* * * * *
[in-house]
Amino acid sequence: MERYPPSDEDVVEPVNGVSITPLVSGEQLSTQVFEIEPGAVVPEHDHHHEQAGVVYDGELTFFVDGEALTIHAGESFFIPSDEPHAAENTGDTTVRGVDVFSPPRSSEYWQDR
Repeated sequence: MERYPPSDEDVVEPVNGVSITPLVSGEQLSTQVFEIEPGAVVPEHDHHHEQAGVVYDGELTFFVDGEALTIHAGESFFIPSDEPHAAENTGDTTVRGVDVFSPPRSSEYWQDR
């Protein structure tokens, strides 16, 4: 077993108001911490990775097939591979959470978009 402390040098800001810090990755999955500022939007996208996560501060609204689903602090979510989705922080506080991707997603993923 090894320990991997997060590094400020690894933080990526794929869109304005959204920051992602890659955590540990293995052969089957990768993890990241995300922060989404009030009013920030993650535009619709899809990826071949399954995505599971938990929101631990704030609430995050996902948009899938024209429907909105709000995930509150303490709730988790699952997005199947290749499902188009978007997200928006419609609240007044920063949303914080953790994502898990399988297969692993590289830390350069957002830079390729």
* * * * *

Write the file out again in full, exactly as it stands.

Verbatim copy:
[in-house]
Amino acid sequence: MERYPPSDEDVVEPVNGVSITPLVSGEQLSTQVFEIEPGAVVPEHDHHHEQAGVVYDGELTFFVDGEALTIHAGESFFIPSDEPHAAENTGDTTVRGVDVFSPPRSSEYWQDR
Repeated sequence: MERYPPSDEDVVEPVNGVSITPLVSGEQLSTQVFEIEPGAVVPEHDHHHEQAGVVYDGELTFFVDGEALTIHAGESFFIPSDEPHAAENTGDTTVRGVDVFSPPRSSEYWQDR
């Protein structure tokens, strides 16, 4: 077993108001911490990775097939591979959470978009 402390040098800001810090990755999955500022939007996208996560501060609204689903602090979510989705922080506080991707997603993923 090894320990991997997060590094400020690894933080990526794929869109304005959204920051992602890659955590540990293995052969089957990768993890990241995300922060989404009030009013920030993650535009619709899809990826071949399954995505599971938990929101631990704030609430995050996902948009899938024209429907909105709000995930509150303490709730988790699952997005199947290749499902188009978007997200928006419609609240007044920063949303914080953790994502898990399988297969692993590289830390350069957002830079390729």